We live in a time where online is king and we can pretty much order anything we need at the touch of our finger tips. Most of us have shelter, technology, ongoing Amazon orders to keep the kids busy (sure, maybe not prime delivery any more), and food that’s delivered straight to our doors. There is an abundance (albeit overabundance at times) of content and resources that are handed to us while we endure this pandemic. It’s incredibly important to keep the perspective of how fortunate we truly are during these times of isolation.
And just like that, as soon as I’ve chosen joy and faith over fear, I have to address the elephant in the room: This stay at home order is HARD!!! Being isolated at home day in and day out is not natural or healthy for the human race. We were designed by God for community, not digital community. The face to face, the long hug type of community. Nothing compares to physically interacting with the people we love.
If you feel like you are failing by not keeping up with school work or making a million crafts with your kids (that they’re actually excited about); not baking sourdough bread, playing games daily; or you’ve been yelling way more times at your kids then you would like to admit (that was me today), you’re not alone! Does it feel like mom fail after mom fail? Don’t believe the lies that you aren’t good enough or everyone else is rocking this stay-at-home thing. Many of us already were dealing with anxiety, depression, struggling marriages, weight challenges, etc. It can feel like our support systems are gone right now, and it’s OK to feel like this is hard – because it is. So what do we do?
First, share with others that it’s hard. All of us want to know that we’re not alone in the struggle. Posting all the things you’re doing right and giving ideas on how to keep the kids busy is encouraging and inspiring, but we need to know it’s not all a bed of roses at our homes. My daughter had a 45- minute meltdown today, plus with all the other expectations we needed to meet for the day including my two other children, home, work and husband, I began to feel suffocated. So, of course, I yelled and immediately felt like the worst mom ever. Also, here’s a good note: I homeschooled (pre-pandemic), and to all the moms who are being thrown into “homeschool,” please know that what you are being asked to do by your schools is not how homeschool looks. You are being told what to do, how to do it, and managed by your school district or private school administrators. You have permission to cut yourself some slack, and rest in the fact that every schooled child is going to be a little behind when this is all over.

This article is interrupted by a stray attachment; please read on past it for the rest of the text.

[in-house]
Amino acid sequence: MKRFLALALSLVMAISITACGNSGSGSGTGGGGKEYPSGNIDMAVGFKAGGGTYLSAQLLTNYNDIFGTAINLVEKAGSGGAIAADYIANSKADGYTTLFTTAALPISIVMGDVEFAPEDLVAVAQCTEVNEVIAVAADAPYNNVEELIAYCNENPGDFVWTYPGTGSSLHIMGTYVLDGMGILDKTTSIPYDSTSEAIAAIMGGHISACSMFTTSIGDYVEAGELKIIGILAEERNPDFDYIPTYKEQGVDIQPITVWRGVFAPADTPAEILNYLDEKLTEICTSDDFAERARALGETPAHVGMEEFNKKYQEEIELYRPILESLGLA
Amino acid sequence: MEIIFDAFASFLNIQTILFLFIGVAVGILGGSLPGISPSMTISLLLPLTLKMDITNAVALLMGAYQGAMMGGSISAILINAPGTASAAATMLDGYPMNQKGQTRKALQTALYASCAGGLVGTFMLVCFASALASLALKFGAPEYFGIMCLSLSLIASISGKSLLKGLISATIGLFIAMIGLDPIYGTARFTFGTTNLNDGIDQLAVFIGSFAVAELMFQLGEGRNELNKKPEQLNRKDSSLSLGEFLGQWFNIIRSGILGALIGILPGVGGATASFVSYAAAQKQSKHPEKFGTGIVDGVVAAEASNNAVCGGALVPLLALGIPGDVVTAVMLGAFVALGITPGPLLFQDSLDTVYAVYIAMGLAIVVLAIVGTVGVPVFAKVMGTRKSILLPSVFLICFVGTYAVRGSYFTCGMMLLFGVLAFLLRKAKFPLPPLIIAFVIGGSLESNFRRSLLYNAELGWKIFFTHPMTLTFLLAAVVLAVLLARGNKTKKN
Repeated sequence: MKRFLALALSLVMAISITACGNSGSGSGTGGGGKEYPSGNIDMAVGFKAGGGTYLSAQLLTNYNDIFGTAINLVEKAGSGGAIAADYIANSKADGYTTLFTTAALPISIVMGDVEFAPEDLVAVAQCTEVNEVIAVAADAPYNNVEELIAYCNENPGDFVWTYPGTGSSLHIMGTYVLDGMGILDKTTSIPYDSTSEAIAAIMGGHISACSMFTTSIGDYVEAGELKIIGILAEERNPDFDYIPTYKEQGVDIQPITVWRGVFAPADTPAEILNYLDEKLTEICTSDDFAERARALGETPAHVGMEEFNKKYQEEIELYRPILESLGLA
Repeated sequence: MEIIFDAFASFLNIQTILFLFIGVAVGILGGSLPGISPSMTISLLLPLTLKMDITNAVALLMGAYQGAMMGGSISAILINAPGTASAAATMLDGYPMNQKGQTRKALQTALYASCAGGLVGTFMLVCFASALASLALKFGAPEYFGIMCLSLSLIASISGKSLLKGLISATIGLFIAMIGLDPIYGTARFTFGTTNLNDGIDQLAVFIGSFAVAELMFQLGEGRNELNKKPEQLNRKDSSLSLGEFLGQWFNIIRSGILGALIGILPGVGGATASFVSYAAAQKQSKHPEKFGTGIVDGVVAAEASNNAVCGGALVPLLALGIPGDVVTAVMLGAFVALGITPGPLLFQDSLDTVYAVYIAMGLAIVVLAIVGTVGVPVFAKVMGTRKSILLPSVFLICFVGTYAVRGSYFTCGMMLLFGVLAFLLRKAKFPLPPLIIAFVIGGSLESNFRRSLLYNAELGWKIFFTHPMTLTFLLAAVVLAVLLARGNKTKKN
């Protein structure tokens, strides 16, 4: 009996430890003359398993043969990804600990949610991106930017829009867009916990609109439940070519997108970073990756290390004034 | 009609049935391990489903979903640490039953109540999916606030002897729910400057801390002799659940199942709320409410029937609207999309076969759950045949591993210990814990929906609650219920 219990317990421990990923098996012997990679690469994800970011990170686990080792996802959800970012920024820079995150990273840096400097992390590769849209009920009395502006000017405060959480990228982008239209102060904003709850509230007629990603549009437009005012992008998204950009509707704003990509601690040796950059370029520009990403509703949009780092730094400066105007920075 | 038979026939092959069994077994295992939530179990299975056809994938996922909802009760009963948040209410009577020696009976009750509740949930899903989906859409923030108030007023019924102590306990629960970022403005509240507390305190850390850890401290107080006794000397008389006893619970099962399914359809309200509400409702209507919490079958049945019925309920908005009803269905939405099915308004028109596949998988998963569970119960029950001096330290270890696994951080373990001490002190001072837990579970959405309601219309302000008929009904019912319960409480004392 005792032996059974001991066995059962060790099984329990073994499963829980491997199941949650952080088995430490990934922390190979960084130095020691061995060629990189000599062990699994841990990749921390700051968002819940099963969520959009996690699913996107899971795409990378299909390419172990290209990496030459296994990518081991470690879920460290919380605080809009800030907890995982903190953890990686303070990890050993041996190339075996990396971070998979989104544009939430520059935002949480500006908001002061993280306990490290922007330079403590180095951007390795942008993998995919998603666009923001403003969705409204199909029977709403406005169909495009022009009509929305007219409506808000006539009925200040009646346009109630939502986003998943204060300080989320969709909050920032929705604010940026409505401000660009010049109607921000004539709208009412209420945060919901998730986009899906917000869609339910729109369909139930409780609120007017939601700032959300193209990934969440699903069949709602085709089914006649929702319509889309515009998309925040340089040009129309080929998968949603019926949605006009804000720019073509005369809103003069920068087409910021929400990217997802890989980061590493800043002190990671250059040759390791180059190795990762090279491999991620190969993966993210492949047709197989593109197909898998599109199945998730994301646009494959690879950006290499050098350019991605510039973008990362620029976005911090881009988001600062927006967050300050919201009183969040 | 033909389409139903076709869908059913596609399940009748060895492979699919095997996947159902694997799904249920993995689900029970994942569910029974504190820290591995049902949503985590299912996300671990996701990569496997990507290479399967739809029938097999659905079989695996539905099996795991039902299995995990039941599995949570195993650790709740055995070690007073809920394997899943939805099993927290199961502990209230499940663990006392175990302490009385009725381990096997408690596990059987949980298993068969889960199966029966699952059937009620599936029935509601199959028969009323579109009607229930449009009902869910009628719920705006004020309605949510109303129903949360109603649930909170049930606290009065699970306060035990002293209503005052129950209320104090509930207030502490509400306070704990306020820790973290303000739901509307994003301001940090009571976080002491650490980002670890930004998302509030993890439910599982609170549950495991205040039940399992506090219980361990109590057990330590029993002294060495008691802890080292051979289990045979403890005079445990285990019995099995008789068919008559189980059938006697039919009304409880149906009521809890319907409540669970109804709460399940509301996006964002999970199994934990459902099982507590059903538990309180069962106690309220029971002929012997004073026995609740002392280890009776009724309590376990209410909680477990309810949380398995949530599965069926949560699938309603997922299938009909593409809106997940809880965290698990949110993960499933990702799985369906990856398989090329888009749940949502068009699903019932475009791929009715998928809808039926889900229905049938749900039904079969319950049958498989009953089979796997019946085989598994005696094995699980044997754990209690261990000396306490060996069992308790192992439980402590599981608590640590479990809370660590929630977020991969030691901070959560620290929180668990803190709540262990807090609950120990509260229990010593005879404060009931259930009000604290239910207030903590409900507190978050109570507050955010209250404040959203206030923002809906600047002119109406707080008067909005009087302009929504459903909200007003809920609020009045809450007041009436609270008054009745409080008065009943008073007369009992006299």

Second, give ourselves GRACE. The first couple of weeks during quarantine, I was running around constantly stressed that I was going to drop the ball in school, work, parenting, marriage (the list goes on). Of course, I dropped the ball in about a hot second. It’s inevitable when there are too many balls in the air that one (at least one) will fall. I had to re-evaluate what was really important for me and our family, and then I had to be OK with some days being on schedule and other days the TV being on – All. Day. For my sanity (and the kids), all-day TV is far better than all-day mom yelling.
Finally, if we don’t choose to do the first two, make sure to do this one. Acknowledge that we don’t have control over this situation, even when we think we do; remind ourselves that God knows what he’s doing even when it doesn’t make sense to us. Rest in the truth that he is for us.
Mamas, YOU are doing a good job (even in your worst moments) because you are showing up every day, striving to be the best mom given your specific circumstances. Even though we all are in quarantine, each of our life circumstances and home environments are different. So, may we stop the comparison trap, share what’s really going on, give ourselves (and each other) grace, and look to the One who controls everything and loves us dearly. May we continue to gather with a girlfriend (or two) across the sidewalk or digitally, and be encouraged that this too shall pass.
Sarah Ferraro is the Membership Manager at MOPS International. She grew up in Orange County, and has served in several ministries for over 15 years. She is in her seventh year serving as the MOMSnext Coordinator at Fullerton Free church. Sarah is married to David, and they have 3 children, which she homeschools. She is passionate about helping mom’s navigate the journey of motherhood, loves spending time with family and friends, and believes that EVERY day must begin with coffee. A lot of coffee.